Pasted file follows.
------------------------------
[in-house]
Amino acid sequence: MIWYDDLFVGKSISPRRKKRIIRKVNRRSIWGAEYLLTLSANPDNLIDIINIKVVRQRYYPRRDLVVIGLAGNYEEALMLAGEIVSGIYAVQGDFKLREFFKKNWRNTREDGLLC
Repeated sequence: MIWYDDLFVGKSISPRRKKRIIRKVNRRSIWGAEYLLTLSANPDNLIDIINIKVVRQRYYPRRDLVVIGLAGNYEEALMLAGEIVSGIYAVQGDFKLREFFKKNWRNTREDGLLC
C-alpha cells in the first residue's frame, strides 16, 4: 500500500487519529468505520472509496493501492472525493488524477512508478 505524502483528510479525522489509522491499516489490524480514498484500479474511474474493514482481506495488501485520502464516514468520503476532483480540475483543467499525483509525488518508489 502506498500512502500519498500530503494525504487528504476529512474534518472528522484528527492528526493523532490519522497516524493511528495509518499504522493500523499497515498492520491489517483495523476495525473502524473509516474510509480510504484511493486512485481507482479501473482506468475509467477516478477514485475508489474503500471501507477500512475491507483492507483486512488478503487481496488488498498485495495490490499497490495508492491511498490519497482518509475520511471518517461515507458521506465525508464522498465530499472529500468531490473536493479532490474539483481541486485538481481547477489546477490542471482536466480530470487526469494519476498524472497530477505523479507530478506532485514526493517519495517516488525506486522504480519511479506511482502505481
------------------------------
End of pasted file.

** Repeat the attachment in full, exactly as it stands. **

[in-house]
Amino acid sequence: MIWYDDLFVGKSISPRRKKRIIRKVNRRSIWGAEYLLTLSANPDNLIDIINIKVVRQRYYPRRDLVVIGLAGNYEEALMLAGEIVSGIYAVQGDFKLREFFKKNWRNTREDGLLC
Repeated sequence: MIWYDDLFVGKSISPRRKKRIIRKVNRRSIWGAEYLLTLSANPDNLIDIINIKVVRQRYYPRRDLVVIGLAGNYEEALMLAGEIVSGIYAVQGDFKLREFFKKNWRNTREDGLLC
C-alpha cells in the first residue's frame, strides 16, 4: 500500500487519529468505520472509496493501492472525493488524477512508478 505524502483528510479525522489509522491499516489490524480514498484500479474511474474493514482481506495488501485520502464516514468520503476532483480540475483543467499525483509525488518508489 502506498500512502500519498500530503494525504487528504476529512474534518472528522484528527492528526493523532490519522497516524493511528495509518499504522493500523499497515498492520491489517483495523476495525473502524473509516474510509480510504484511493486512485481507482479501473482506468475509467477516478477514485475508489474503500471501507477500512475491507483492507483486512488478503487481496488488498498485495495490490499497490495508492491511498490519497482518509475520511471518517461515507458521506465525508464522498465530499472529500468531490473536493479532490474539483481541486485538481481547477489546477490542471482536466480530470487526469494519476498524472497530477505523479507530478506532485514526493517519495517516488525506486522504480519511479506511482502505481